This section defines identity management categorizations that are featured in the use cases presented in this document. Use cases may list one or more of these categorizations within the “Categories Covered” box of the “Notable Categorizations and Aspects” section of each use case.
This document will use the following categories to classify identity in the cloud use cases:
This category includes use cases that feature establishment of identity and trust between cloud providers their partners and customers and includes consideration of topics such as Certificate Services (e.g. x.509), Signature Validation, Transaction Validation, Non-repudiation, etc..
1.4.2Identity Management (IM)
This category includes use cases that feature Identity Management in cloud deployments.
This categorization is used if the use case features the need for Identity Management in general terms without specify or referencing particular methods or patterns.
126.96.36.199Infrastructure Identity Management (IIM)
This subcategory includes use cases that feature Virtualization, Separation of Identities across different IT infrastructural layers (e.g. Server Platform, Operating System (OS), Middleware, Virtual Machine (VM), Application, etc.).
188.8.131.52Federated Identity Management (FIM)
This subcategory includes use cases that feature the need to federate Identity Management across cloud deployments and enterprise.
This category includes use cases that describe user and service authentication methods applicable to cloud deployments.
This categorization is used if the use case features the need for Authentication in general terms without specify or referencing particular methods or patterns.
184.108.40.206Single Sign-On (SSO)
This subcategory of authentication includes use cases that feature Single Sign-On (SSO) patterns across cloud deployment models.
This subcategory of authentication indicates the use cases uses more than one factor or credential to establish the identity of a user or service. The more factors that can be verified or authenticated about an identity the greater the weight or “strength” is given to the authenticated identity; this causes an association to the term “strong authentication”.
This category features use cases that feature granting of Access Rights to cloud resources to users or services following establishment of identity. Use cases in this section may include authorization concepts such as Security Policy Enforcement, Role-Based Access Control (RBAC) and representations and conveyance of authorization such as Assertions to cloud services.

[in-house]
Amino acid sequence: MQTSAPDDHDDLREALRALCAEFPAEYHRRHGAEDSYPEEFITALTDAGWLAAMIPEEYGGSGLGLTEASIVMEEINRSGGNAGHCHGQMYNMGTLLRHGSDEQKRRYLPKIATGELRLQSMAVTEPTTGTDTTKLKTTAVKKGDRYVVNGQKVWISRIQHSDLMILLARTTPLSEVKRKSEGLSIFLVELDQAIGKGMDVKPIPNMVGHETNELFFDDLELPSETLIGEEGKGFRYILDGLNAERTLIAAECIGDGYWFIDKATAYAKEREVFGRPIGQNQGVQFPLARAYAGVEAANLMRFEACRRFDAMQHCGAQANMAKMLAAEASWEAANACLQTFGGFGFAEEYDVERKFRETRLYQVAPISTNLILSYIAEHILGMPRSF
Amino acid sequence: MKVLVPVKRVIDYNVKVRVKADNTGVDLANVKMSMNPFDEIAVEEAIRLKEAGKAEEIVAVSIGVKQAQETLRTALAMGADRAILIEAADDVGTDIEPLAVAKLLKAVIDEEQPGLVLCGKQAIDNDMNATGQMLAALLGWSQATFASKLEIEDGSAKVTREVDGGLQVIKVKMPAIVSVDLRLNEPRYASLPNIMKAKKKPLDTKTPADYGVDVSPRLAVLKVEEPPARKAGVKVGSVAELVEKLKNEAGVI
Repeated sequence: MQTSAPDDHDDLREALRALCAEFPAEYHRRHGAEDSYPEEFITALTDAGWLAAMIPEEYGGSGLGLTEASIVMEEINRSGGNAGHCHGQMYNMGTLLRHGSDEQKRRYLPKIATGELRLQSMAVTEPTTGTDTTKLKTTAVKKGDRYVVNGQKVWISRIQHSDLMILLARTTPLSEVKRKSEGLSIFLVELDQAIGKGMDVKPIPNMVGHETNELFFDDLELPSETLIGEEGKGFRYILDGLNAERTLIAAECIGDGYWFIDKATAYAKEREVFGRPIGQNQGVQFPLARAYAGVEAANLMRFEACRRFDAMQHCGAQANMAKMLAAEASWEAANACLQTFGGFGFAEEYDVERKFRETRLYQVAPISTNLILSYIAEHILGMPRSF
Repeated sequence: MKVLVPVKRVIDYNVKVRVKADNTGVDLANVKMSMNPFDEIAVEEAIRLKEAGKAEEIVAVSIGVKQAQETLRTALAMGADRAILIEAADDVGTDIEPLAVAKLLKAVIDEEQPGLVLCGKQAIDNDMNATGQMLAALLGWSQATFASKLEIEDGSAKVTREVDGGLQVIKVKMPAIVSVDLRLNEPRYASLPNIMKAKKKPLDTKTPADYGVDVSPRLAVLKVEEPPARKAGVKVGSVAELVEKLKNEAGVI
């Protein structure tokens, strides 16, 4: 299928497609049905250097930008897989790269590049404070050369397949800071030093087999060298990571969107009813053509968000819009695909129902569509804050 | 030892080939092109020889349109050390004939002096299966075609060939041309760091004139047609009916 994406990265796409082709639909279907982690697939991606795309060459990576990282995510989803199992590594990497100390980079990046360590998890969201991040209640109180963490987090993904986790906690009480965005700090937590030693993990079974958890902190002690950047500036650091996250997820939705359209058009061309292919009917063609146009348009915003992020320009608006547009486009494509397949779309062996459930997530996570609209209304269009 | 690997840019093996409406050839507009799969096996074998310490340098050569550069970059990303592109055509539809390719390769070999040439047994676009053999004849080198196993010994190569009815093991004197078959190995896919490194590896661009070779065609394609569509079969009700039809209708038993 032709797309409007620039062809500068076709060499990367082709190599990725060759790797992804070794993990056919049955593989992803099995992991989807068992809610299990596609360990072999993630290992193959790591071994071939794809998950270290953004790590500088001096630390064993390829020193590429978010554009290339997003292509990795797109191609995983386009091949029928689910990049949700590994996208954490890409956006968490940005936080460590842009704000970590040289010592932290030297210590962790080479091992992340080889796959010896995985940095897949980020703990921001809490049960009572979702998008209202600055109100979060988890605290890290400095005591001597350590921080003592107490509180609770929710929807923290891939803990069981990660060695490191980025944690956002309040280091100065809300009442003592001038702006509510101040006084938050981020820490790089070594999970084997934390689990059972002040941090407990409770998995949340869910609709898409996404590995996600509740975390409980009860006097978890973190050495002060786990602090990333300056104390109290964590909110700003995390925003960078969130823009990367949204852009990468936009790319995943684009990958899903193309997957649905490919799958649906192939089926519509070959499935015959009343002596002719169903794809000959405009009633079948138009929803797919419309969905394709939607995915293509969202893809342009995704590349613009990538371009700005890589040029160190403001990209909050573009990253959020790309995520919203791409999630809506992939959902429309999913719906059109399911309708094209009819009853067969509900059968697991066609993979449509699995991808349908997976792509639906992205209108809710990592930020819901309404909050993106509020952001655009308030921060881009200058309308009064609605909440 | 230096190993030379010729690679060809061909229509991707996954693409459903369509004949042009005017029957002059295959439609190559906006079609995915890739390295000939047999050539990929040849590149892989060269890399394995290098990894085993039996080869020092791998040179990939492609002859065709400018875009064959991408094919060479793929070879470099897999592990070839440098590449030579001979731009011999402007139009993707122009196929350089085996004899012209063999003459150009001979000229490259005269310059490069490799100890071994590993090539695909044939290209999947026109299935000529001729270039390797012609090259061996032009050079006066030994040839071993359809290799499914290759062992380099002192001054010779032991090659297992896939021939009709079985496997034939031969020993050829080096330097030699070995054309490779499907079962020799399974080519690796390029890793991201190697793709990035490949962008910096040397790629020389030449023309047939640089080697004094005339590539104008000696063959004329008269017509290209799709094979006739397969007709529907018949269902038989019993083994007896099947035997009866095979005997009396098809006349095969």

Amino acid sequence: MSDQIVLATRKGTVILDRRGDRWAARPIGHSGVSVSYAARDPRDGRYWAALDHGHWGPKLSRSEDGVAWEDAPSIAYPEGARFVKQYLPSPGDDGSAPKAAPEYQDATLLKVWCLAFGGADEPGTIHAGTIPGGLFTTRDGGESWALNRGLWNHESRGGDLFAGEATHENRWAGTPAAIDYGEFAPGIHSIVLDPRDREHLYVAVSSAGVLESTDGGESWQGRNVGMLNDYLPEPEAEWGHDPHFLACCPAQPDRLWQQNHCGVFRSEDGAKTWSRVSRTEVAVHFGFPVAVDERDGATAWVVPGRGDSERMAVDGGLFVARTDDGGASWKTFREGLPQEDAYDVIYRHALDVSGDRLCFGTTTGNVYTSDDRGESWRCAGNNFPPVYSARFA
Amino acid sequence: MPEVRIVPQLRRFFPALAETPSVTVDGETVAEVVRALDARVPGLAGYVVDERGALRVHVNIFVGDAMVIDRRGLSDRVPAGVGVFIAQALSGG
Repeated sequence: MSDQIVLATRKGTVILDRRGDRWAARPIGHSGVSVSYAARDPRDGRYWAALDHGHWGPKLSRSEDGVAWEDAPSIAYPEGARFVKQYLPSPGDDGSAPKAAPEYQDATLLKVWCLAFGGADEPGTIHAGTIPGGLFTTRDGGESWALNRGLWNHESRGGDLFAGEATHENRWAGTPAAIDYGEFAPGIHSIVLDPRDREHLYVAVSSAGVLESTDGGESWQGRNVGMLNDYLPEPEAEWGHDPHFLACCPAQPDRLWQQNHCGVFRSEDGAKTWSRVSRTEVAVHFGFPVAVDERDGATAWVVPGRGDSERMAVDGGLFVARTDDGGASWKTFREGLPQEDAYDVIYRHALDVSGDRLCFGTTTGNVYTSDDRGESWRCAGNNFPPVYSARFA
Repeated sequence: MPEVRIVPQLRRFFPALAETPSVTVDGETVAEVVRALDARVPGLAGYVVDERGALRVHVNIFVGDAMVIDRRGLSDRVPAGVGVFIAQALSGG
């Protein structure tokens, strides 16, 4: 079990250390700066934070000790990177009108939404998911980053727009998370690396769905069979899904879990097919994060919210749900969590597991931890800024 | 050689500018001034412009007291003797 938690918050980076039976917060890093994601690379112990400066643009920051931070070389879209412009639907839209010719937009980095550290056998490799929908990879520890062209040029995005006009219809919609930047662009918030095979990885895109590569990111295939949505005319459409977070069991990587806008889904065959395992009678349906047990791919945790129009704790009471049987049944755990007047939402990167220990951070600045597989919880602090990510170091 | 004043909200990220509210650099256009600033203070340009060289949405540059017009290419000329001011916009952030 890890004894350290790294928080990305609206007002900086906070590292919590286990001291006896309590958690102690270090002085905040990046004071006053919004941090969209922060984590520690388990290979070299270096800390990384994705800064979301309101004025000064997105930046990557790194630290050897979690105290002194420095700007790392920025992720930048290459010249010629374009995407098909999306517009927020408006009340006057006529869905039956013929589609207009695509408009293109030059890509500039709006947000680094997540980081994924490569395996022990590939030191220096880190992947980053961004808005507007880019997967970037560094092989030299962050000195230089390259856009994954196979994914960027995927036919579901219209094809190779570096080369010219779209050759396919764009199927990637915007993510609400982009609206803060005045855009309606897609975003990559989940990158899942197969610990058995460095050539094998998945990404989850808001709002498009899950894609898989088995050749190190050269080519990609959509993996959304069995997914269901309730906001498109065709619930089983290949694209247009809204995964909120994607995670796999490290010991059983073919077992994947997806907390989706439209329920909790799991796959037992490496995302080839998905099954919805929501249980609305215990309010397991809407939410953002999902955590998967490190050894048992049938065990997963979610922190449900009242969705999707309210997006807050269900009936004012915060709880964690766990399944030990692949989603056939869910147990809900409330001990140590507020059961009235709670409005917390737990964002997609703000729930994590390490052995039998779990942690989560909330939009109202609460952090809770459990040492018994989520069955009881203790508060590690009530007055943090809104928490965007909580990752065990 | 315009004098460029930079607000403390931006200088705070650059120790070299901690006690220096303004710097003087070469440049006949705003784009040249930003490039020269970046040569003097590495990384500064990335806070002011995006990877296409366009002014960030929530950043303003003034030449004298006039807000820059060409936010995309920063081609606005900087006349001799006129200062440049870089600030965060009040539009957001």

This category is used if the use case features the need for authorization in general terms without specifying or referencing particular methods or patterns.
This category is used if the use case features the need for the administration of access control policies.
1.4.5Account and Attribute Management
This category includes use cases that feature account establishment including Security Policy Attributes along with their Management or Administration. Use cases may include descriptions of established provisioning techniques, as well as developing examples of Just-In-Time (JIT) Account Provisioning.
This subcategory of Account and Attribute Management highlights use cases that feature provisioning of identity and accounts within cloud deployments. This includes provisioning of any attributes that are associated with an identity that may affect policy decisions and enforcement.
This category includes use cases that feature Security Token Formats and Token Services including Token Transformation and Token Proofing.
This category includes the secure management of identities and identity related information (including privacy information) so that actions taken based on those identities can be legally used to validate adherence to the rules that define the security policies of the system.
1.4.8Audit & Compliance
This category includes use cases that feature Identity Continuity within cloud infrastructure and across cloud deployment models for the purpose of non-repudiation of identity associated with an action permitted against security policy.
1.5Actor Name Construction
In order to have consistent names for actors (roles) referenced in use cases, this document defines qualification syntax comprising four terms.
This syntax is intended to provide a detailed context of where the actor is performing their use case function, under which organization, against what resources and under what role.
These four terms are:
Deployment Type – Qualifies the actor‘s domain of operation (i.e. the deployment entity where they perform their role or function).
Organizational Type – Further qualifies the actor by the organization within their deployment entity
Resource Type – Further Qualifies the actor by the resources they have been entitled to interact with.
Role Type – Further qualifies the actor by their role-based entitlements.
The general syntax for creating a name for an actor is as follows:
Deployment Type | Organizational Type | Resource Type | Role Qualification
The following sections include diagrams that show the logical derivation (inheritance) for each of these qualification terms.